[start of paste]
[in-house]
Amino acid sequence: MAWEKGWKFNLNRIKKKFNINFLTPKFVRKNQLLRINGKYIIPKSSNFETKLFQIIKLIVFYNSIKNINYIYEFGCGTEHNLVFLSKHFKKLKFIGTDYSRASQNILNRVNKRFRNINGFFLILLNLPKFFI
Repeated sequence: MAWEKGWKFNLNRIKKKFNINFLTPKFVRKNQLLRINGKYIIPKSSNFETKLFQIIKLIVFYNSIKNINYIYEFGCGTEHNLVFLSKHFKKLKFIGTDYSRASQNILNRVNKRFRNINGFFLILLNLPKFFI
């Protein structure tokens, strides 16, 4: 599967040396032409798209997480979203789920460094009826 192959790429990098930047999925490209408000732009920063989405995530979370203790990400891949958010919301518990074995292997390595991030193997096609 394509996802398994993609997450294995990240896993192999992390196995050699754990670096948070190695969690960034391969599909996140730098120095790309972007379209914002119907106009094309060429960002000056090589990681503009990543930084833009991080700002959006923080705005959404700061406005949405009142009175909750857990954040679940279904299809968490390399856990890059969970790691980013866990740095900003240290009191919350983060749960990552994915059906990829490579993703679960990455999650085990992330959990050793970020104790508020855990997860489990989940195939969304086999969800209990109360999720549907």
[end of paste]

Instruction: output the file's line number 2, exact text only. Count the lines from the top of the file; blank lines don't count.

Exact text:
Amino acid sequence: MAWEKGWKFNLNRIKKKFNINFLTPKFVRKNQLLRINGKYIIPKSSNFETKLFQIIKLIVFYNSIKNINYIYEFGCGTEHNLVFLSKHFKKLKFIGTDYSRASQNILNRVNKRFRNINGFFLILLNLPKFFI